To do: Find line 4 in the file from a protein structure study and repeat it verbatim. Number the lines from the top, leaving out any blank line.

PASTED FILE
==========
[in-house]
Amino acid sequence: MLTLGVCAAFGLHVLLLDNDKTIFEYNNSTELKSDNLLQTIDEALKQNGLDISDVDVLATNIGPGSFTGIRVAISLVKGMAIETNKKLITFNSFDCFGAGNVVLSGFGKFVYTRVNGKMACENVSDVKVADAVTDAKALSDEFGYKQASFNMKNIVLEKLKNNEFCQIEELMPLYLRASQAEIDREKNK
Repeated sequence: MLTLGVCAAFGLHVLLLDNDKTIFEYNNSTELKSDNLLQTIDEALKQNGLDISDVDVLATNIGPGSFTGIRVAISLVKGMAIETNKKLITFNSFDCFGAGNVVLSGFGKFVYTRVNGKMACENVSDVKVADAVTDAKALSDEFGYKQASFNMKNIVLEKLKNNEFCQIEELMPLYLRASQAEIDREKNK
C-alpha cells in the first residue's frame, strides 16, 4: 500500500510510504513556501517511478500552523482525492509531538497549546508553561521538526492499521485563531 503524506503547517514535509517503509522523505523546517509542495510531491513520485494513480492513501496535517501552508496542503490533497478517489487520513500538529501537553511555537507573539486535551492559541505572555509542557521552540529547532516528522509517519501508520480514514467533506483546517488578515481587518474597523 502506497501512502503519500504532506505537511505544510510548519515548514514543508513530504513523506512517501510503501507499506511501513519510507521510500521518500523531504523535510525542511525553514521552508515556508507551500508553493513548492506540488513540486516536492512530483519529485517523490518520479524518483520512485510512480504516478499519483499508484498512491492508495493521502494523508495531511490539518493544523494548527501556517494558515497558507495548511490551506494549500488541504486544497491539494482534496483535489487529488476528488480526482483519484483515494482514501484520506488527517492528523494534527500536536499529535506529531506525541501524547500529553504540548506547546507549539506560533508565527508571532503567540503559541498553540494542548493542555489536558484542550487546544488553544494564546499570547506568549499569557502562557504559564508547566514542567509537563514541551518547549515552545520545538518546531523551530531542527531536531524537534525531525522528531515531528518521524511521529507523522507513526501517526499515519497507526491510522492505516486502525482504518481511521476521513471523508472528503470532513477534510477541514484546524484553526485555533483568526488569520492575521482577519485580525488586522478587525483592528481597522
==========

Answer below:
C-alpha cells in the first residue's frame, strides 16, 4: 500500500510510504513556501517511478500552523482525492509531538497549546508553561521538526492499521485563531 503524506503547517514535509517503509522523505523546517509542495510531491513520485494513480492513501496535517501552508496542503490533497478517489487520513500538529501537553511555537507573539486535551492559541505572555509542557521552540529547532516528522509517519501508520480514514467533506483546517488578515481587518474597523 502506497501512502503519500504532506505537511505544510510548519515548514514543508513530504513523506512517501510503501507499506511501513519510507521510500521518500523531504523535510525542511525553514521552508515556508507551500508553493513548492506540488513540486516536492512530483519529485517523490518520479524518483520512485510512480504516478499519483499508484498512491492508495493521502494523508495531511490539518493544523494548527501556517494558515497558507495548511490551506494549500488541504486544497491539494482534496483535489487529488476528488480526482483519484483515494482514501484520506488527517492528523494534527500536536499529535506529531506525541501524547500529553504540548506547546507549539506560533508565527508571532503567540503559541498553540494542548493542555489536558484542550487546544488553544494564546499570547506568549499569557502562557504559564508547566514542567509537563514541551518547549515552545520545538518546531523551530531542527531536531524537534525531525522528531515531528518521524511521529507523522507513526501517526499515519497507526491510522492505516486502525482504518481511521476521513471523508472528503470532513477534510477541514484546524484553526485555533483568526488569520492575521482577519485580525488586522478587525483592528481597522